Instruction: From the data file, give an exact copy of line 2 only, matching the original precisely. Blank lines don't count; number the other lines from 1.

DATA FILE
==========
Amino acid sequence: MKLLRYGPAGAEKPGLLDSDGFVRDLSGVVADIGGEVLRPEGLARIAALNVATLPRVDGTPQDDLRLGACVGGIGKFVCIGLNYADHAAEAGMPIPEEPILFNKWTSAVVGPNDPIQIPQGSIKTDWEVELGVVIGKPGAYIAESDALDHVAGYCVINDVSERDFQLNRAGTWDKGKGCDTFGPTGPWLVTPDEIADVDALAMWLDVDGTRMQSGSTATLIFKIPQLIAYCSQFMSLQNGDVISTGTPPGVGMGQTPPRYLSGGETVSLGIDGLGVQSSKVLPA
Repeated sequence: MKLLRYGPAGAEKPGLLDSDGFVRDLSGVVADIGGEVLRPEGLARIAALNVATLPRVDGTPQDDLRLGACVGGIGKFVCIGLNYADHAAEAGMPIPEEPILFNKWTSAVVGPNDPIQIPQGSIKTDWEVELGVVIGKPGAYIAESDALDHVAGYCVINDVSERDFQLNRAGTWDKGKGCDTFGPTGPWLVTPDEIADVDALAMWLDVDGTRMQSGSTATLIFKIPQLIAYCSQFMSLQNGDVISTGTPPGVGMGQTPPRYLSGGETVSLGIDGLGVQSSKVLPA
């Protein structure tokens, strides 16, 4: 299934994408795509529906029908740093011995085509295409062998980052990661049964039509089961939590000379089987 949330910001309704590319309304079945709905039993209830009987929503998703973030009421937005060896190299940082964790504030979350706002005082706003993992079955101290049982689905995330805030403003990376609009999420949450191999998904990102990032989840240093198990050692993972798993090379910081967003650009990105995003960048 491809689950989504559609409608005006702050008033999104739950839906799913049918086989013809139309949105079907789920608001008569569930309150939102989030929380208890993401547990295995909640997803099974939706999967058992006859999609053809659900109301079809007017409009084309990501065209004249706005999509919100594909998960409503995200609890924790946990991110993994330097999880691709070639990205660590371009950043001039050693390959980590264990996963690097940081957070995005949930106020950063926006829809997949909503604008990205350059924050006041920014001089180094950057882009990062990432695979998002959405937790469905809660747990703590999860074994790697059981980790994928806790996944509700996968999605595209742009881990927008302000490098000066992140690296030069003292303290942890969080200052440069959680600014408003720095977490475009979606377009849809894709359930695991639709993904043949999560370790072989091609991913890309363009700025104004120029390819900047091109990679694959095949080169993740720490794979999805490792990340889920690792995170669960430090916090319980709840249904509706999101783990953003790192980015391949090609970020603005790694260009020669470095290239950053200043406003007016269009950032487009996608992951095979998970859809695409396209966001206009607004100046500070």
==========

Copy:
Repeated sequence: MKLLRYGPAGAEKPGLLDSDGFVRDLSGVVADIGGEVLRPEGLARIAALNVATLPRVDGTPQDDLRLGACVGGIGKFVCIGLNYADHAAEAGMPIPEEPILFNKWTSAVVGPNDPIQIPQGSIKTDWEVELGVVIGKPGAYIAESDALDHVAGYCVINDVSERDFQLNRAGTWDKGKGCDTFGPTGPWLVTPDEIADVDALAMWLDVDGTRMQSGSTATLIFKIPQLIAYCSQFMSLQNGDVISTGTPPGVGMGQTPPRYLSGGETVSLGIDGLGVQSSKVLPA